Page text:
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James

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  1. There shouldn't be a need for such extensive testing before adding an addition to the system - only for testing on the addition, plus some overnight testing of run-throughs. Adding to a system, using the same technology, doesn't pose nearly the same integration problems as launching a new system.
  2. Average speed. The average speed of cars on city streets is less than 20 km/h in rush hour, and even less downtown, so the LRT will be noticeably quicker. "But, I drive at 50 km/h" you say. Yes, you do, when you're not: - stopped at a red light or stop sign - slowing for a stop - accelerating away from a stop - turning a corner from one street to another. Even on trips in the city that include the Queensway, it is rare to see average speeds much over 50 km/h, unless your trip starts and ends right at a Queensway on-ramp or off-ramp. Our car's dash includes an av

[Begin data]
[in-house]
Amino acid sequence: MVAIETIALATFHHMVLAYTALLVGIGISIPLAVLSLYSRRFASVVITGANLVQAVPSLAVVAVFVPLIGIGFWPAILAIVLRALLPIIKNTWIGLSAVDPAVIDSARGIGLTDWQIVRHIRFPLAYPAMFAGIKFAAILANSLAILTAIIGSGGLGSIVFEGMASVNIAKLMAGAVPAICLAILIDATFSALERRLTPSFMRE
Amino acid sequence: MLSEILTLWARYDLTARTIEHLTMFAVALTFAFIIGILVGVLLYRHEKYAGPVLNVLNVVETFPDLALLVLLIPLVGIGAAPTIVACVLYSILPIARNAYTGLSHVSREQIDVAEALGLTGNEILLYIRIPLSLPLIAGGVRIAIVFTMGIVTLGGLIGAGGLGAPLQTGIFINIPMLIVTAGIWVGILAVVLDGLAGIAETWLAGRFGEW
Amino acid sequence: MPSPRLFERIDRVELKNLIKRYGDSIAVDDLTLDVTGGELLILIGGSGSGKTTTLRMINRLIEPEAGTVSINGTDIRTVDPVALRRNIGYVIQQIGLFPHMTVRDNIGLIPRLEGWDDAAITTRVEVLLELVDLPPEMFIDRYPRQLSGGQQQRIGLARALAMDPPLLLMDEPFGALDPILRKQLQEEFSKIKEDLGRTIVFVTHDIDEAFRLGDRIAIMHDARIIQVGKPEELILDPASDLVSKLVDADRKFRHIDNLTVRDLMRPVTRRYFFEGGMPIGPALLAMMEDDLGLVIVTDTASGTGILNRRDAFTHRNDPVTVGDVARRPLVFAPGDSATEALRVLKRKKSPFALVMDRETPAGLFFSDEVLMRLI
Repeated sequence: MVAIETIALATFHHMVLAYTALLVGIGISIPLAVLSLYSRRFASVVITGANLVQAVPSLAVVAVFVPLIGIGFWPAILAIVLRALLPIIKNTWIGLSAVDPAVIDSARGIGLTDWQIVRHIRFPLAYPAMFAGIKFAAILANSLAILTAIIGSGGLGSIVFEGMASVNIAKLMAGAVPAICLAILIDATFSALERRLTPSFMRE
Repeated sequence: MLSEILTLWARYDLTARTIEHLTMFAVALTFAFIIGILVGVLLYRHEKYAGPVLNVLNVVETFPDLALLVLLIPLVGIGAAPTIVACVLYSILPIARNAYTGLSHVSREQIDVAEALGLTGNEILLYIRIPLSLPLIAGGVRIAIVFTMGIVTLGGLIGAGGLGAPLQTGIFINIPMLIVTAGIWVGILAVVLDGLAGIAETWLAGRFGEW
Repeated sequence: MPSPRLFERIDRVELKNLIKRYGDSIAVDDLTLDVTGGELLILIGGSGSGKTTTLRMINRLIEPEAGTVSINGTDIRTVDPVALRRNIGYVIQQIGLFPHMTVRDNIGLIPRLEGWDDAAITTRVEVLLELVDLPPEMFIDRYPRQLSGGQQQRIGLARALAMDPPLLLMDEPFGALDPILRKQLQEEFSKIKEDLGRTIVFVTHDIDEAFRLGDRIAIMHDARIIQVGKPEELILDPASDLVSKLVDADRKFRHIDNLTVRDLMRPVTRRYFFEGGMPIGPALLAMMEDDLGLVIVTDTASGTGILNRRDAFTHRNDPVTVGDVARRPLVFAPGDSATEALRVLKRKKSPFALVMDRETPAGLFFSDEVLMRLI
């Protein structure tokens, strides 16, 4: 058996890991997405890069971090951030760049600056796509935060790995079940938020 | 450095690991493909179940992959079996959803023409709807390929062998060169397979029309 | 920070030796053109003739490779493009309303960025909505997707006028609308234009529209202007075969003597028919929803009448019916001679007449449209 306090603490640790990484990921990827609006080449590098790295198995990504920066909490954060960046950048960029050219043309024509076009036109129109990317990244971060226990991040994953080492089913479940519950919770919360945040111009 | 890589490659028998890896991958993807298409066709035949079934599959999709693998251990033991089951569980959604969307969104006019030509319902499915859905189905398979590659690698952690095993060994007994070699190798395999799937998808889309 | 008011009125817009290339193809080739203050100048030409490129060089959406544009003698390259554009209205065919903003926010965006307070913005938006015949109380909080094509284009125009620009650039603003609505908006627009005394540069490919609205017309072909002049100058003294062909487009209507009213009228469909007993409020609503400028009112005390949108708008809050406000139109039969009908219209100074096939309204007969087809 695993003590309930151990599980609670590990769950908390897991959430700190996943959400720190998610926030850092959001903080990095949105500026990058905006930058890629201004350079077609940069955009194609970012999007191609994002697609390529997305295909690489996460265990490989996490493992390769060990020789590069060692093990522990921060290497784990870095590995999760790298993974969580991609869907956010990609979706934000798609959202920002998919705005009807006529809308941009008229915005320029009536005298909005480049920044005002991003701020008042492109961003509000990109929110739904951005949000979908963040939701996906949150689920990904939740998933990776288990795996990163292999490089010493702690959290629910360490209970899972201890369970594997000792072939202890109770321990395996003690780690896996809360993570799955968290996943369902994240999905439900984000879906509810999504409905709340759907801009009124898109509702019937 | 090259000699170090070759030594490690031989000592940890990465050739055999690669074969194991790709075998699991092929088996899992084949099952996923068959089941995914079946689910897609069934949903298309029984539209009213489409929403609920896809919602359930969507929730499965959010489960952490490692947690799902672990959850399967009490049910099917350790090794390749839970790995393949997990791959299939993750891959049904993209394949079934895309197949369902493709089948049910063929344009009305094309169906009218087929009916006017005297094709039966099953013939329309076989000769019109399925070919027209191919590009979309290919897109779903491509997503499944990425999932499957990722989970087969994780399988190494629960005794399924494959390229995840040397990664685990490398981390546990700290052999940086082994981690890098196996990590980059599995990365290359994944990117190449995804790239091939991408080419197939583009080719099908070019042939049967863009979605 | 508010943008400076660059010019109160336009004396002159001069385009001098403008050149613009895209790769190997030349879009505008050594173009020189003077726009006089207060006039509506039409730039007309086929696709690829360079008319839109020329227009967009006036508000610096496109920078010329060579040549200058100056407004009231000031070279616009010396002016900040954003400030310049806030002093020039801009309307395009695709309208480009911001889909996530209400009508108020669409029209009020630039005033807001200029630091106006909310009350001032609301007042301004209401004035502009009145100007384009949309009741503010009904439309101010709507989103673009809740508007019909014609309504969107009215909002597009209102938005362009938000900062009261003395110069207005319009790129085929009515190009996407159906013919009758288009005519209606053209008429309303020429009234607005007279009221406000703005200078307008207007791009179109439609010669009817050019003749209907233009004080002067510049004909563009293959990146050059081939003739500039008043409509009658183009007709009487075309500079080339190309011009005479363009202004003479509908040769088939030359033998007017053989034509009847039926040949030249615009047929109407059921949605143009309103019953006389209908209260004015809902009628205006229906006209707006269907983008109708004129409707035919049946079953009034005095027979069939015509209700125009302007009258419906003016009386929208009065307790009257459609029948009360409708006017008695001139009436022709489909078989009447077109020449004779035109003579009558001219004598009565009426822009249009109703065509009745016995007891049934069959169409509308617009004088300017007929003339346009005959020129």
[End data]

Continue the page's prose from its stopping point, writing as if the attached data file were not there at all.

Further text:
3. About shutdowns - it seems highly unlikely that the line will be entirely shutdown; instead, like the TTC or Montreal Metro, the affected station or part of line is shut, and the rest of system runs, with bus shuttles replacing only the shutdown portion. Still messy, but doable, as Toronto demonstrates regularly.
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